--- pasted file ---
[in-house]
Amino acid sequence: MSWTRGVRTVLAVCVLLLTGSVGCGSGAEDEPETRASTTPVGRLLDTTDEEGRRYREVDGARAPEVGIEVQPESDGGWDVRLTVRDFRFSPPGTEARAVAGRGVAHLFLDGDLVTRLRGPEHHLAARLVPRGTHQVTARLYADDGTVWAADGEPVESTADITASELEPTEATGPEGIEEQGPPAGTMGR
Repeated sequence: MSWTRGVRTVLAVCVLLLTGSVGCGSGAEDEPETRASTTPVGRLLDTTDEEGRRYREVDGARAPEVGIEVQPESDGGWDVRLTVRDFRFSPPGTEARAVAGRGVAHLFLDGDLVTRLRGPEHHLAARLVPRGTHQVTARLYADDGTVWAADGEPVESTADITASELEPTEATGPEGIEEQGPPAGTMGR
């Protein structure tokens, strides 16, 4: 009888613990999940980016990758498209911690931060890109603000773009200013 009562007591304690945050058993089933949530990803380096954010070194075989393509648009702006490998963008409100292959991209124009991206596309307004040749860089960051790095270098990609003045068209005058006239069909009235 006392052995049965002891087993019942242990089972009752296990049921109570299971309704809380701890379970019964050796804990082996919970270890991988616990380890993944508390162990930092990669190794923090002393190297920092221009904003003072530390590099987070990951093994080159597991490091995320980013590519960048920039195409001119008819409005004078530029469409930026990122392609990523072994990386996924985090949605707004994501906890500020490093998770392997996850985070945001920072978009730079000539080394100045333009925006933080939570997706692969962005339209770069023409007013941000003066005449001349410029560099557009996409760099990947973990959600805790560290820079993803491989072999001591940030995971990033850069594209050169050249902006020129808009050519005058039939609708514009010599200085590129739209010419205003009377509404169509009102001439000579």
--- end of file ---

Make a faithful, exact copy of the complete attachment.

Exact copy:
[in-house]
Amino acid sequence: MSWTRGVRTVLAVCVLLLTGSVGCGSGAEDEPETRASTTPVGRLLDTTDEEGRRYREVDGARAPEVGIEVQPESDGGWDVRLTVRDFRFSPPGTEARAVAGRGVAHLFLDGDLVTRLRGPEHHLAARLVPRGTHQVTARLYADDGTVWAADGEPVESTADITASELEPTEATGPEGIEEQGPPAGTMGR
Repeated sequence: MSWTRGVRTVLAVCVLLLTGSVGCGSGAEDEPETRASTTPVGRLLDTTDEEGRRYREVDGARAPEVGIEVQPESDGGWDVRLTVRDFRFSPPGTEARAVAGRGVAHLFLDGDLVTRLRGPEHHLAARLVPRGTHQVTARLYADDGTVWAADGEPVESTADITASELEPTEATGPEGIEEQGPPAGTMGR
């Protein structure tokens, strides 16, 4: 009888613990999940980016990758498209911690931060890109603000773009200013 009562007591304690945050058993089933949530990803380096954010070194075989393509648009702006490998963008409100292959991209124009991206596309307004040749860089960051790095270098990609003045068209005058006239069909009235 006392052995049965002891087993019942242990089972009752296990049921109570299971309704809380701890379970019964050796804990082996919970270890991988616990380890993944508390162990930092990669190794923090002393190297920092221009904003003072530390590099987070990951093994080159597991490091995320980013590519960048920039195409001119008819409005004078530029469409930026990122392609990523072994990386996924985090949605707004994501906890500020490093998770392997996850985070945001920072978009730079000539080394100045333009925006933080939570997706692969962005339209770069023409007013941000003066005449001349410029560099557009996409760099990947973990959600805790560290820079993803491989072999001591940030995971990033850069594209050169050249902006020129808009050519005058039939609708514009010599200085590129739209010419205003009377509404169509009102001439000579």